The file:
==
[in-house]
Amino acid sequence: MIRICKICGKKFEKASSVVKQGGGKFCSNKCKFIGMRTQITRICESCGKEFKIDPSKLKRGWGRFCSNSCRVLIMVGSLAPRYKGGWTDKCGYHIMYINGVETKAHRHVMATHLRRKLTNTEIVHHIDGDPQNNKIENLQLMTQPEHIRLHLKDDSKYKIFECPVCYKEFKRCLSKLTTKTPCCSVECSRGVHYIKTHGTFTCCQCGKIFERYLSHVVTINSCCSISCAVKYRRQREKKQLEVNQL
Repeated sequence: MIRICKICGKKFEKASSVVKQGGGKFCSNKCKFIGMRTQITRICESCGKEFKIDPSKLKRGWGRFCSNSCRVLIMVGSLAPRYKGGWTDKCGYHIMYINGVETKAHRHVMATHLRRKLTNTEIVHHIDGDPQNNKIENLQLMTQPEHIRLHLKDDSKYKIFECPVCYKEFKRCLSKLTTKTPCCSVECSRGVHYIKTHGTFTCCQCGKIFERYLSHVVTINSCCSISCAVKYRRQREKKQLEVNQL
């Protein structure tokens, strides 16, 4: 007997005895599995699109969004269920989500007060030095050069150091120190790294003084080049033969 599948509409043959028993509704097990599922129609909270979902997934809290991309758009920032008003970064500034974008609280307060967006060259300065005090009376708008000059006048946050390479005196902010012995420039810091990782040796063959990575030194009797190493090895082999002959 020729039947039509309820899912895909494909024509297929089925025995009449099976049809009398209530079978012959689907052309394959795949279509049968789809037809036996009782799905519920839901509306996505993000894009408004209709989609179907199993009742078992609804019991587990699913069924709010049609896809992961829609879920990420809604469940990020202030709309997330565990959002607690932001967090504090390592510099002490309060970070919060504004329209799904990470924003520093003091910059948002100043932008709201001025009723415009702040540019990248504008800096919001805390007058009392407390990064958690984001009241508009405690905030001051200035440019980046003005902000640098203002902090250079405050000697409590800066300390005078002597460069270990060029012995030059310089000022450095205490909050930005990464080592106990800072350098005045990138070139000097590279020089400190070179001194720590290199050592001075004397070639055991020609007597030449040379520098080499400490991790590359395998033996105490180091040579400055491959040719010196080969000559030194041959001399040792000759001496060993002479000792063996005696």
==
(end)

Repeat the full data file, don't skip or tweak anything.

[in-house]
Amino acid sequence: MIRICKICGKKFEKASSVVKQGGGKFCSNKCKFIGMRTQITRICESCGKEFKIDPSKLKRGWGRFCSNSCRVLIMVGSLAPRYKGGWTDKCGYHIMYINGVETKAHRHVMATHLRRKLTNTEIVHHIDGDPQNNKIENLQLMTQPEHIRLHLKDDSKYKIFECPVCYKEFKRCLSKLTTKTPCCSVECSRGVHYIKTHGTFTCCQCGKIFERYLSHVVTINSCCSISCAVKYRRQREKKQLEVNQL
Repeated sequence: MIRICKICGKKFEKASSVVKQGGGKFCSNKCKFIGMRTQITRICESCGKEFKIDPSKLKRGWGRFCSNSCRVLIMVGSLAPRYKGGWTDKCGYHIMYINGVETKAHRHVMATHLRRKLTNTEIVHHIDGDPQNNKIENLQLMTQPEHIRLHLKDDSKYKIFECPVCYKEFKRCLSKLTTKTPCCSVECSRGVHYIKTHGTFTCCQCGKIFERYLSHVVTINSCCSISCAVKYRRQREKKQLEVNQL
């Protein structure tokens, strides 16, 4: 007997005895599995699109969004269920989500007060030095050069150091120190790294003084080049033969 599948509409043959028993509704097990599922129609909270979902997934809290991309758009920032008003970064500034974008609280307060967006060259300065005090009376708008000059006048946050390479005196902010012995420039810091990782040796063959990575030194009797190493090895082999002959 020729039947039509309820899912895909494909024509297929089925025995009449099976049809009398209530079978012959689907052309394959795949279509049968789809037809036996009782799905519920839901509306996505993000894009408004209709989609179907199993009742078992609804019991587990699913069924709010049609896809992961829609879920990420809604469940990020202030709309997330565990959002607690932001967090504090390592510099002490309060970070919060504004329209799904990470924003520093003091910059948002100043932008709201001025009723415009702040540019990248504008800096919001805390007058009392407390990064958690984001009241508009405690905030001051200035440019980046003005902000640098203002902090250079405050000697409590800066300390005078002597460069270990060029012995030059310089000022450095205490909050930005990464080592106990800072350098005045990138070139000097590279020089400190070179001194720590290199050592001075004397070639055991020609007597030449040379520098080499400490991790590359395998033996105490180091040579400055491959040719010196080969000559030194041959001399040792000759001496060993002479000792063996005696």